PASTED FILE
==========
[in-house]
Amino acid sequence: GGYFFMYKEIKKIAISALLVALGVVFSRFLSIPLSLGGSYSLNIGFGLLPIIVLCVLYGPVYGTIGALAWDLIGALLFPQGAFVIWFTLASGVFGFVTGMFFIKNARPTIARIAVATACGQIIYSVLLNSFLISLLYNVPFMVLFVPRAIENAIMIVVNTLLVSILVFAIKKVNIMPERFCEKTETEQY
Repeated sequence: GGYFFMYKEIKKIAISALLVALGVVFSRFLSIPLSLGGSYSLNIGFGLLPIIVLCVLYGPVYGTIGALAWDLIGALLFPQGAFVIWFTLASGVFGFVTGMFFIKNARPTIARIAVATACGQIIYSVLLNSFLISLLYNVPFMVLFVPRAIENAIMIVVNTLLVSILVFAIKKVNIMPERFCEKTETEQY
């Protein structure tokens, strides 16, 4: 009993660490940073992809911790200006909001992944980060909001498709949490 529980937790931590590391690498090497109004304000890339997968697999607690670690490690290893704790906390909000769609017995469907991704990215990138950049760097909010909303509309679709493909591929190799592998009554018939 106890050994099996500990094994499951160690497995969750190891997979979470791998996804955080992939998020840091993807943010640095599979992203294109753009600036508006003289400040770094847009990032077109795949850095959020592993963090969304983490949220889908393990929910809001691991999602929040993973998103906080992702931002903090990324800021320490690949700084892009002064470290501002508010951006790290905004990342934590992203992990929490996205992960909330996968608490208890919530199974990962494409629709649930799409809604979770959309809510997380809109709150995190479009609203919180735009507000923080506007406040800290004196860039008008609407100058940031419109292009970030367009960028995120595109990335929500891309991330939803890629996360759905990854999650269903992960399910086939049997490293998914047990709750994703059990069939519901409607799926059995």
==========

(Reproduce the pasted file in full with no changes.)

[in-house]
Amino acid sequence: GGYFFMYKEIKKIAISALLVALGVVFSRFLSIPLSLGGSYSLNIGFGLLPIIVLCVLYGPVYGTIGALAWDLIGALLFPQGAFVIWFTLASGVFGFVTGMFFIKNARPTIARIAVATACGQIIYSVLLNSFLISLLYNVPFMVLFVPRAIENAIMIVVNTLLVSILVFAIKKVNIMPERFCEKTETEQY
Repeated sequence: GGYFFMYKEIKKIAISALLVALGVVFSRFLSIPLSLGGSYSLNIGFGLLPIIVLCVLYGPVYGTIGALAWDLIGALLFPQGAFVIWFTLASGVFGFVTGMFFIKNARPTIARIAVATACGQIIYSVLLNSFLISLLYNVPFMVLFVPRAIENAIMIVVNTLLVSILVFAIKKVNIMPERFCEKTETEQY
């Protein structure tokens, strides 16, 4: 009993660490940073992809911790200006909001992944980060909001498709949490 529980937790931590590391690498090497109004304000890339997968697999607690670690490690290893704790906390909000769609017995469907991704990215990138950049760097909010909303509309679709493909591929190799592998009554018939 106890050994099996500990094994499951160690497995969750190891997979979470791998996804955080992939998020840091993807943010640095599979992203294109753009600036508006003289400040770094847009990032077109795949850095959020592993963090969304983490949220889908393990929910809001691991999602929040993973998103906080992702931002903090990324800021320490690949700084892009002064470290501002508010951006790290905004990342934590992203992990929490996205992960909330996968608490208890919530199974990962494409629709649930799409809604979770959309809510997380809109709150995190479009609203919180735009507000923080506007406040800290004196860039008008609407100058940031419109292009970030367009960028995120595109990335929500891309991330939803890629996360759905990854999650269903992960399910086939049997490293998914047990709750994703059990069939519901409607799926059995």